Edwin Tong; Parliament

Denying the growing dissent against the Singapore ruling party PAP government, Senior Minister Edwin Tong claimed that the criticisms are fake news posted by “anonymous foreign actors”.

Without providing any evidence, the PAP Minister asserted that foreign countries are trying to influence Singapore politics and sway Singaporeans’ support for the ruling party:

“When the dispute with Malaysia over maritime and airspace issues late last year was top news, there was a curious spike in online comments critical of Singapore on social media. These posts were made using what are essentially anonymous accounts. On the issue of traffic jams at land checkpoints, these avatar accounts with profile photos that do not show the user’s face account for about 40 per cent of comments on alternative media’s social media pages. This shows how foreign actors can interfere in Singapore’s politics through online campaigns and false information.”

The PAP Minister added at his Parliament speech yesterday (Feb 12) that Singaporeans who criticise the government on the bilateral issues with Malaysia are “foreign actors” who are creating a “fake impression” that Singaporeans are against the PAP stances:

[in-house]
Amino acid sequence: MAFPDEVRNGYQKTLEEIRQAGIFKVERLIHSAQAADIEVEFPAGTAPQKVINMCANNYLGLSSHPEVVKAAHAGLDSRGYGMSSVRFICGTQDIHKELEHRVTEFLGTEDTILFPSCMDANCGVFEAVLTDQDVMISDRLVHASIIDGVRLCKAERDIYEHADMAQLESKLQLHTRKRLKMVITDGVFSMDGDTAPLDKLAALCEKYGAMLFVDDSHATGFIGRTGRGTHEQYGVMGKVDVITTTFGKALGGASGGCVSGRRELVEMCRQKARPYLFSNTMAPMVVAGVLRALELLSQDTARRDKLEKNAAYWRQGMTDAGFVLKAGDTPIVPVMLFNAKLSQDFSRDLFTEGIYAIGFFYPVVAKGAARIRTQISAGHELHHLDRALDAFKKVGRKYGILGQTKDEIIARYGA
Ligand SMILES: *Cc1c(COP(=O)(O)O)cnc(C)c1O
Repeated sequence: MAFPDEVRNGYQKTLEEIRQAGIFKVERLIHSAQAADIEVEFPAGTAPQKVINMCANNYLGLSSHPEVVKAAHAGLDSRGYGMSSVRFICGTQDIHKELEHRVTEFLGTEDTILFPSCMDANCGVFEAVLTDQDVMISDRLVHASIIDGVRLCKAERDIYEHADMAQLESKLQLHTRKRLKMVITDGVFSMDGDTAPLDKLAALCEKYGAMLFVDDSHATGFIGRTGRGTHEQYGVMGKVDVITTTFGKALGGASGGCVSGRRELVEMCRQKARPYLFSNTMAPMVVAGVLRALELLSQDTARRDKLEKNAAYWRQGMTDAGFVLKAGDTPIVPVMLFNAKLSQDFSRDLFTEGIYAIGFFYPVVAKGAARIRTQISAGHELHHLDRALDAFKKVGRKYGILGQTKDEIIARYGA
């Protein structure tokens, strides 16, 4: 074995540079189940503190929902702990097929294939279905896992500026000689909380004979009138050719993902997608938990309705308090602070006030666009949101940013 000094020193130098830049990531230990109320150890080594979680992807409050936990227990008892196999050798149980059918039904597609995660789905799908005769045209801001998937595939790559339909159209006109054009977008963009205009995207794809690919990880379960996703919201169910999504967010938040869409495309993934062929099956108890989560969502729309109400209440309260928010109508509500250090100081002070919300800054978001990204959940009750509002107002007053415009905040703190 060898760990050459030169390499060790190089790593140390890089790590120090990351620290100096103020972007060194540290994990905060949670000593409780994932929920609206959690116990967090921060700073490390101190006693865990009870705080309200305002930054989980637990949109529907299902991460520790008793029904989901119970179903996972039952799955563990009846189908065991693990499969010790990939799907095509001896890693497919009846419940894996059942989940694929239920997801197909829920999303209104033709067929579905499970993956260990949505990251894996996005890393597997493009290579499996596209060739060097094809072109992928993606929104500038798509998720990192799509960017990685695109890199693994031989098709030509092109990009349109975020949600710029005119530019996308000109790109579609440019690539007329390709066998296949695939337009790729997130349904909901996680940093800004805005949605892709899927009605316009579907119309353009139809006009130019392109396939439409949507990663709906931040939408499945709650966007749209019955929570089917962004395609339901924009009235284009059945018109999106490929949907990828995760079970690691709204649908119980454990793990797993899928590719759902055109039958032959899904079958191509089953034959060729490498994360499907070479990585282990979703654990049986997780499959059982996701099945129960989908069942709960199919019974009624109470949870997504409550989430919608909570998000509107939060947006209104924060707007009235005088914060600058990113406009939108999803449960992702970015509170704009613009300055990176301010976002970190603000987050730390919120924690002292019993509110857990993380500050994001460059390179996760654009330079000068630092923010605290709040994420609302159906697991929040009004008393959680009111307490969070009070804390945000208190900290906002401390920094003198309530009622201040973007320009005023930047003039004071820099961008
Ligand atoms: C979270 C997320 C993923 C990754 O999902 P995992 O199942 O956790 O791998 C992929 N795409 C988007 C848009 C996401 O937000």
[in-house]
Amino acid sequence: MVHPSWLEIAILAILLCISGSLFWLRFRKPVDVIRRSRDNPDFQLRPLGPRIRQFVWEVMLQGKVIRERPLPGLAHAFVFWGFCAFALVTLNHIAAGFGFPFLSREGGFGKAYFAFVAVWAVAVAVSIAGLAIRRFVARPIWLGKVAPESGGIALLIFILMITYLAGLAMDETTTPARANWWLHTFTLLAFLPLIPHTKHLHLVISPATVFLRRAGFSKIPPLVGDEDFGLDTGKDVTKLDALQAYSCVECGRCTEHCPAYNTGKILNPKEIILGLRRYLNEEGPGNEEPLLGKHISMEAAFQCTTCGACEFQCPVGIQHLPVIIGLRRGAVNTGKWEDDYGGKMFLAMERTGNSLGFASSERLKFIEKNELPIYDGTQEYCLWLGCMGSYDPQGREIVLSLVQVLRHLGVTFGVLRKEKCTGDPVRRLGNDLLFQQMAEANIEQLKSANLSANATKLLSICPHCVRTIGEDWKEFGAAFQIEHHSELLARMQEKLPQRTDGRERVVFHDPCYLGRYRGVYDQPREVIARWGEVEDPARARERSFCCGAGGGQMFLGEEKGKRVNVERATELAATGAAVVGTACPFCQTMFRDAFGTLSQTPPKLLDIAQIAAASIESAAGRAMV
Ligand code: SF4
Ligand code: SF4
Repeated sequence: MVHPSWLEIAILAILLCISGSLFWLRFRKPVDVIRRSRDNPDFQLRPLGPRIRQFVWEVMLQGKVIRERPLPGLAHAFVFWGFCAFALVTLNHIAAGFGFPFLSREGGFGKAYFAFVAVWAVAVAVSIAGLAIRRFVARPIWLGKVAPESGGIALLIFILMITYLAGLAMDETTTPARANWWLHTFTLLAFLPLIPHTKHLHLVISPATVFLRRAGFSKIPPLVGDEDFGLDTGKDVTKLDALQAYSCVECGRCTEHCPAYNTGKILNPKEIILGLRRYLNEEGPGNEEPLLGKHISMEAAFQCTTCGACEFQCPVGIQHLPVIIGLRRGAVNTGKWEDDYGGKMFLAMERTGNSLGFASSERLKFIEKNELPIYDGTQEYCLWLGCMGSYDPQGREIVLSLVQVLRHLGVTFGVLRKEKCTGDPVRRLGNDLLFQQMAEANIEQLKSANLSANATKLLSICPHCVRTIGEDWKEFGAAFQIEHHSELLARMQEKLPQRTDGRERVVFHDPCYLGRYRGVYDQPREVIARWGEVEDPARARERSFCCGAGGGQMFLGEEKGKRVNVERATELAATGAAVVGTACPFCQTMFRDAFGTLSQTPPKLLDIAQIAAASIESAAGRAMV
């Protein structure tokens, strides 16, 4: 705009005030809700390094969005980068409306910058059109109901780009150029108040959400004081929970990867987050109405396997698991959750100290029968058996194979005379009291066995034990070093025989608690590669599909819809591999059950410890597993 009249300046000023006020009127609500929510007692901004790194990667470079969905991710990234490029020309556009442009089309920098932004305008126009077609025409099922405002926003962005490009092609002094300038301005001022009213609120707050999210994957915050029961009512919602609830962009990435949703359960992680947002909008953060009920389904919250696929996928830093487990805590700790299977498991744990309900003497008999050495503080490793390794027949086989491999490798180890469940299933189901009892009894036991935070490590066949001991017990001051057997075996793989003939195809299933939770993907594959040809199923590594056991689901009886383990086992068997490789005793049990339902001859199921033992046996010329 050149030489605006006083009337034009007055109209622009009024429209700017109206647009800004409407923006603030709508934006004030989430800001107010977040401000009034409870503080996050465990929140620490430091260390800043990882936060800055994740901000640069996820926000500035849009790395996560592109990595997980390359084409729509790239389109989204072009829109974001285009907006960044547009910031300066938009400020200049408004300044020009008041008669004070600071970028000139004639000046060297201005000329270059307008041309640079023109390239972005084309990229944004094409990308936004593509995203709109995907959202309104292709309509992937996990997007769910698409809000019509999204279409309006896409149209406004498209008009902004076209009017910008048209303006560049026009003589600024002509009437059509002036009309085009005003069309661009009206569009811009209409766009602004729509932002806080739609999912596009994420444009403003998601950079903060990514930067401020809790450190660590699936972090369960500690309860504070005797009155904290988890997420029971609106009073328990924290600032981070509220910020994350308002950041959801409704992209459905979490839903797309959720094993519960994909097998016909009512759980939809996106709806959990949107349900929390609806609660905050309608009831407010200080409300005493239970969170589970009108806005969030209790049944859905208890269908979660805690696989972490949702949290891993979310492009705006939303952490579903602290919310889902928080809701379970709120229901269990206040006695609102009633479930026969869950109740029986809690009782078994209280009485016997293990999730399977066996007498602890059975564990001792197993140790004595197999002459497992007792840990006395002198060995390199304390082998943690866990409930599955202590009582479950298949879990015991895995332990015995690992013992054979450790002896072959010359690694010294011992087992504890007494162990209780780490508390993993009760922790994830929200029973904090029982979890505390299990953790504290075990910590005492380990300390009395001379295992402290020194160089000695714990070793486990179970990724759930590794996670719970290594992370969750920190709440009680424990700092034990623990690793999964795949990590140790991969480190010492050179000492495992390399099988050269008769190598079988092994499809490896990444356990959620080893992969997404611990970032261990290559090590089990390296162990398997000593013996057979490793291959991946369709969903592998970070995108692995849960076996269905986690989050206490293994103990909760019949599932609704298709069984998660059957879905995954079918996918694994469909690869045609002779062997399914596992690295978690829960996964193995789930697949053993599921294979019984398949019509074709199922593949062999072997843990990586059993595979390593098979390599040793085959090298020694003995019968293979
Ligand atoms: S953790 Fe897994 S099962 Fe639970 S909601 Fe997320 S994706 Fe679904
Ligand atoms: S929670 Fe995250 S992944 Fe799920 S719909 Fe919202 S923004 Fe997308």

“We do not know who these suspicious accounts belong to. Nor do we know if they are being coordinated by foreign actors. But it is clear that these accounts have sought to give and create an artificial impression to netizens of the opposition to Singapore’s position, at a time of heightened bilateral difficulties.”

Minister Edwin Tong also claimed that the PAP dictatorship is an “open democracy”, and thus it is vulnerable to “fake news”:

“In this battlefield, Singapore, an open, democratic, digitally-connected and diverse country, is especially vulnerable. We are a young country with sensitive fault-lines that foreign actors can exploit to foment distrust and ill-will among our various communities.”

The PAP Minister then advised Singaporeans to be “skeptical” of “fake news” and that he is also writing new laws to allow the government to ban any content and stop political funding of the country’s opposition and activist groups:

“We are our own first line of defence. We must learn to be sceptical of and be able to discern falsehoods or half-truths, and detect foreign actors and their attempts to interfere in our politics… The new laws have two broad objectives. One, to let the Government act swiftly and effectively to disrupt and counter false, misleading and inauthentic information and narratives spread by foreign actors. We must also be able to preemptively expose clandestine foreign interference campaigns. Two, to prevent foreign actors from manipulating politically-involved individuals and organisations through the use of proxies, funding and donations….We must not allow foreign actors to undermine our political sovereignty, nor our ability to make our own choices on how we want to govern our country, and live our lives.”